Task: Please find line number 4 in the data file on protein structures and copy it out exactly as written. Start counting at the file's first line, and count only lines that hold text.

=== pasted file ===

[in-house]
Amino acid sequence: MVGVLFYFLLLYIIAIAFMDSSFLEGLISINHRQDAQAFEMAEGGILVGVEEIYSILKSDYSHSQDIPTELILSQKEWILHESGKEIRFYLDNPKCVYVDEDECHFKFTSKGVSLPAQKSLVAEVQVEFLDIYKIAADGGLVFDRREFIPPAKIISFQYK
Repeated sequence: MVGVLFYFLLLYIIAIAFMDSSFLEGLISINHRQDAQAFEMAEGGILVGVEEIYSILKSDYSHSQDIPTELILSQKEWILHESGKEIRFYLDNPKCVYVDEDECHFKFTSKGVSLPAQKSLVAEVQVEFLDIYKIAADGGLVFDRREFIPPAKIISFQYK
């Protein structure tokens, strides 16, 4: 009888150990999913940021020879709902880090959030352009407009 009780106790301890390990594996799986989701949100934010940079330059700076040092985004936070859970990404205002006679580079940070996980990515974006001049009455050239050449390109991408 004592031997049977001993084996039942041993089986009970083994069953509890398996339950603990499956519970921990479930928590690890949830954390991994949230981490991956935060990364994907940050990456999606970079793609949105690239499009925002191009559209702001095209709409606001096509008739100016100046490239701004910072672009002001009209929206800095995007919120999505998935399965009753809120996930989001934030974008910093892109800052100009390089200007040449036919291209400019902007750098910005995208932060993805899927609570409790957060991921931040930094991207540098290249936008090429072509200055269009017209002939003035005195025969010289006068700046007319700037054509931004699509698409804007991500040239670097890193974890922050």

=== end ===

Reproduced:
């Protein structure tokens, strides 16, 4: 009888150990999913940021020879709902880090959030352009407009 009780106790301890390990594996799986989701949100934010940079330059700076040092985004936070859970990404205002006679580079940070996980990515974006001049009455050239050449390109991408 004592031997049977001993084996039942041993089986009970083994069953509890398996339950603990499956519970921990479930928590690890949830954390991994949230981490991956935060990364994907940050990456999606970079793609949105690239499009925002191009559209702001095209709409606001096509008739100016100046490239701004910072672009002001009209929206800095995007919120999505998935399965009753809120996930989001934030974008910093892109800052100009390089200007040449036919291209400019902007750098910005995208932060993805899927609570409790957060991921931040930094991207540098290249936008090429072509200055269009017209002939003035005195025969010289006068700046007319700037054509931004699509698409804007991500040239670097890193974890922050």